Let me start by saying, yes, yes, yes. That is me. I was thinner, had bangs, rose colored glasses and wierd colored hair. Forgive me, for it was still the 80's.
Metallica has been one of my favorite bands since 1988 when a guy I was dating popped in a tape of "Kill 'em All" and I heard "The Four Horsemen" for the very first time. I was soooooo hooked. Like most of us old timers, I'm pretty partial to their first three albums. "Kill 'em All," "Ride the Lightning" and "Master of Puppets," but that doesn't mean that I haven't continued to support them over the years. I have every disc, all the way up through St. Anger. Some I like, others I don't.
I never got pissed with the whole Napster thing, and I didn't call them sell-outs when they picked up Bob Rock on the Black album. I just continued to go with the flow - always hoping for a song or two that goes back to the good old days of duel leads and Kirk solos. (I was however, disappointed to hear the way former bass player Jason Newstead was treated by some of the other band members.)
I had heard that they were supposedly returning to their roots on this new disc, but that's what they said about St. Anger. (My least favorite Metallica disc.) Then just the other day - I head a new song from the upcoming Death Magnetic disc. It was ironicaly called, "The Day that Never Comes." Ironic because it takes Metallica FOREVER to release a new disc.
And you know what?
The song kicked major ass. I can't WAIT to hear the rest of the album.
All photos were from 1989.
The five times I've seen Metallica:
04/18/86 Ozzy/Metallica Damage Inc. Tour (YES - with Cliff Burton)
03/02/89 Metallica/Queensryche "Damaged Justice Tour"
07/29/89 Metallica/The Cult "Damaged Justice Tour"
07/05/92 Metallica/Metal Church "Wherever I may Roam Tour"
06/07/94 Metallica/Danzig/Suicidal Tendencies "Shit hits the Sheds Tour"
Sunday, August 24, 2008
There is a blind man that lives in my neighborhood.
Over 20 years ago when I worked in a mall, my friend Don worked in a shoe store across the hall from me. That same blind man entered the shoe store and my friend Don sold him a pair of shoes.
After the sale had been completed and the man left the store, Don came over to me with tears in his eyes and said, "I just sold a pair of shoes to a blind man."
I understood where his tears came from- that the blind man had to have faith that Don would sell him a pair of shoes that fit well, were reasonably priced and respectably fashionable- a pair that wasn't some ugly cast off from five years ago that nobody wanted to buy.
He entrusted Don to not take advantage of him because he was blind.
Every time I see that man, I think about a person placing their complete trust in someone else's hands.
Sometimes placing blind faith in a person can be difficult, especially if you've been hurt before. It's just too easy to shut down and become distrustful because you don't know a person's true intentions.
Not everyone in life is going to extend you this level of trust, but when they do, try to do everything you can to not sell them an ugly pair of shoes so that your relationship will continue to grow stronger with every action.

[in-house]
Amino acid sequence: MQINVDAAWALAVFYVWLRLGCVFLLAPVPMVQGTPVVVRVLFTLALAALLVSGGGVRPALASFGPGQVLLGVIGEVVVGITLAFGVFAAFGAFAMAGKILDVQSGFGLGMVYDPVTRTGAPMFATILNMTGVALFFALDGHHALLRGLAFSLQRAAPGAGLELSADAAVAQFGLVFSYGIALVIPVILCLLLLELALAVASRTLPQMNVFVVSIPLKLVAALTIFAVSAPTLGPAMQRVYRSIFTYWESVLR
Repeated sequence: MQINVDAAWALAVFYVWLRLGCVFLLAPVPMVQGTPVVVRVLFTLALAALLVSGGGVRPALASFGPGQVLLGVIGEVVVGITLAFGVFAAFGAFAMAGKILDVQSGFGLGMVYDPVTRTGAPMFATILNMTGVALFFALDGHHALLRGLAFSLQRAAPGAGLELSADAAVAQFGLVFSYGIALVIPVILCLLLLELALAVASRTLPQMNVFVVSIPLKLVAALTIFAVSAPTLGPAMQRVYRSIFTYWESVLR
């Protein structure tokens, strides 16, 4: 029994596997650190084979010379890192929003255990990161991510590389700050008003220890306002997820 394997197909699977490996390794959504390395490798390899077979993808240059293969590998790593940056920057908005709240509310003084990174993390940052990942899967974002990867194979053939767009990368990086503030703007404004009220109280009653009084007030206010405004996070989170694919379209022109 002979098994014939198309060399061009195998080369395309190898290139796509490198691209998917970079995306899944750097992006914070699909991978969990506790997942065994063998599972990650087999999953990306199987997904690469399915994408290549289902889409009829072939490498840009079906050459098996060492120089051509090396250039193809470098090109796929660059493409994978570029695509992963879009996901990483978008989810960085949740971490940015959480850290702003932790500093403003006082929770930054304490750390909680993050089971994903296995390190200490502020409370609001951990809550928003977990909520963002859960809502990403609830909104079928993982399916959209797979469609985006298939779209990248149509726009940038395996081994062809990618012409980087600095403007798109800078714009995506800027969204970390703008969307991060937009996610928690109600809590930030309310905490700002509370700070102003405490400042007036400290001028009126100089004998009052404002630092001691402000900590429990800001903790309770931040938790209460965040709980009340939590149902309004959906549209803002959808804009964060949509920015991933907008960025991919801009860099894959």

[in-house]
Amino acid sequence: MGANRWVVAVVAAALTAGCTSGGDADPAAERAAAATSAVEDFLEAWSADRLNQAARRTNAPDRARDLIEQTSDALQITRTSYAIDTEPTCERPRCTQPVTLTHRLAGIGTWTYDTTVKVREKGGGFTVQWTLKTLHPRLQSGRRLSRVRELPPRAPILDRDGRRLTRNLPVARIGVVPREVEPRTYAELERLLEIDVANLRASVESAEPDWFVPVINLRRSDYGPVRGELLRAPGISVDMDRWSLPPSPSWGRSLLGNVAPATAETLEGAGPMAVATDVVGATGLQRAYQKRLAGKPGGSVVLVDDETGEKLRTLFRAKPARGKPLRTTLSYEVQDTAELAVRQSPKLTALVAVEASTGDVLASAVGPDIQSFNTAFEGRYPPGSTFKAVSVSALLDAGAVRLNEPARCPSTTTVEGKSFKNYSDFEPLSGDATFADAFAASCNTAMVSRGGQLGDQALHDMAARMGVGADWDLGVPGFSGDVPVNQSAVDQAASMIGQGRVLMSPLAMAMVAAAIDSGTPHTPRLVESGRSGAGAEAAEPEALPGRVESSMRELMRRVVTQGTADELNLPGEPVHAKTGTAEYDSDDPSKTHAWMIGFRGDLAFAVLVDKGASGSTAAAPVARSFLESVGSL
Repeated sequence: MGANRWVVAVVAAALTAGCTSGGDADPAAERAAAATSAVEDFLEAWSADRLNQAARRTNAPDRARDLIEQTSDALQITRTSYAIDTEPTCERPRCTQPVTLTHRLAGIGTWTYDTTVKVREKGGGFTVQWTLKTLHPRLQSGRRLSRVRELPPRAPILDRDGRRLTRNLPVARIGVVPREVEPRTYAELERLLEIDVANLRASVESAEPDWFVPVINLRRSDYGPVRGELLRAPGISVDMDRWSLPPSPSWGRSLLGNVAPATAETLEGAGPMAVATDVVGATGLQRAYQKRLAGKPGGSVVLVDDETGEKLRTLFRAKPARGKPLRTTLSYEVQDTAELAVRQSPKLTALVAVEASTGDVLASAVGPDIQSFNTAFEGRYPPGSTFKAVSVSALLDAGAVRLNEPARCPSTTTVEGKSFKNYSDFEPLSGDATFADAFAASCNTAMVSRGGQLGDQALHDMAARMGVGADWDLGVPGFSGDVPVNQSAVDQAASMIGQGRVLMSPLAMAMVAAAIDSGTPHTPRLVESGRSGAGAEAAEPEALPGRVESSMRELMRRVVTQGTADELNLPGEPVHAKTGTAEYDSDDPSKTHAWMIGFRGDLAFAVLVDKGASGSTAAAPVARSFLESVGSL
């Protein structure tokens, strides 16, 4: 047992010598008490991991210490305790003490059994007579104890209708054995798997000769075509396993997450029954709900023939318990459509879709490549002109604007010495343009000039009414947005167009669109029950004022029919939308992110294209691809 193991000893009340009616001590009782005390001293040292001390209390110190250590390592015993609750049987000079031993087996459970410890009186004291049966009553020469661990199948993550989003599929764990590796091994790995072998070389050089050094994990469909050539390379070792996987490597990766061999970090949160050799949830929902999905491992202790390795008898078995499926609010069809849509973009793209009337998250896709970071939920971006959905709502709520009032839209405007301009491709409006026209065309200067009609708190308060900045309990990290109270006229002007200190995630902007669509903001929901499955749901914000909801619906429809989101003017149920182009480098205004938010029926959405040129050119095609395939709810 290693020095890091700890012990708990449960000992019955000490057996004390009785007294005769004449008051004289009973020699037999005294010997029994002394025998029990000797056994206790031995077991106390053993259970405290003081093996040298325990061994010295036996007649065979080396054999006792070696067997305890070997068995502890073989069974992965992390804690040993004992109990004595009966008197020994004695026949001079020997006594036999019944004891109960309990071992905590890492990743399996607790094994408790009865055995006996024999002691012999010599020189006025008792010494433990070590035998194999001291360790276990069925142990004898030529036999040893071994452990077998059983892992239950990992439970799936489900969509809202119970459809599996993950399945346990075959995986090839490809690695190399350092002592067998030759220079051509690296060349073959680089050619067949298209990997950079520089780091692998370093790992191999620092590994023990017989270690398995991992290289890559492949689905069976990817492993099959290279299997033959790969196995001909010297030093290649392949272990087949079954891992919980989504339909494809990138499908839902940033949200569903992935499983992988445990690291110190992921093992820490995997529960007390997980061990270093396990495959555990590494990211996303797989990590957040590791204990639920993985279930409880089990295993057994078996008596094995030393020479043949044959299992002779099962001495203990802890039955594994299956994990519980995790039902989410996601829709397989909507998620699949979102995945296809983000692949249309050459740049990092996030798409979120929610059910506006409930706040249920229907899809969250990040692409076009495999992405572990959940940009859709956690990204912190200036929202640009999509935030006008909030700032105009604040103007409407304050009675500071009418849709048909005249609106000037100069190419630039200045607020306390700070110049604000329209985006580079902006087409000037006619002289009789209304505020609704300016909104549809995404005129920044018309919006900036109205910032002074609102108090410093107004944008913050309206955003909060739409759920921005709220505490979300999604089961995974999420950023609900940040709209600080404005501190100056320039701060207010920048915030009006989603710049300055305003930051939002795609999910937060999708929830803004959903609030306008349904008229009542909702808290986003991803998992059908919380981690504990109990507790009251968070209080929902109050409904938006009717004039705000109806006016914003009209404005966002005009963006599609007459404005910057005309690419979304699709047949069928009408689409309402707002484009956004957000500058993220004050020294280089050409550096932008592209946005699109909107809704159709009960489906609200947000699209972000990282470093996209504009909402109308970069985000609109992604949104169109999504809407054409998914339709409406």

As with every relationship, it boils down to an equal exchange of energy. If someone is willing to put themselves in your hands, honor them by giving back until the exchange feels right.
Friday, August 22, 2008
Ever stay up too late and try too hard to create art? It's even worse for me when I'm feeling hormonal. On this night, I was watching a documentary on HBO called "Hookers at the Point," about prostitutes in Atlantic City. I had seen it before, and it always makes me sad. I started out with this one - way too much paint and ended up frustrated that it looked too much like my other recent painting. I had been working on it for a long time and I was ready to throw it in the garbage. In frustration, I started throwing water on it - the colors started to run, and I wiped the whole painting from left to right with a paper towel and what shows here in the background is what was left.
Still not sure what to make of it, I poked at it randomly with the end of a paintbrush dipped in China White.
The next day, the white circles had faded and were hard to see. I took a permanent marker (that kept running out) and drew the suns around the dots. Then I filled in the centers with a watersoluable crayon. Picked up another crayon and did the purple squiggles. Picked up my waterbrush and wet those spots so they blended like paint.
I put the painting aside and didn't look at it til the next day. I was quite surprised that it turned out as well as it did considering it almost went in the trash.
Thursday, August 21, 2008
When I first became aware of the Fountain Pen Network, an online community of fountain pen enthusiasts, I did a lot of research and asked a lot of questions about what pen people most recommended as being a smooth daily writer.
If you are using a fountain pen to write on a regular basis, it's preferable to find one that has a nib that has little resistance against the surface of the paper - a smooth writer. The opposite of a smooth writer would be a "toothy nib."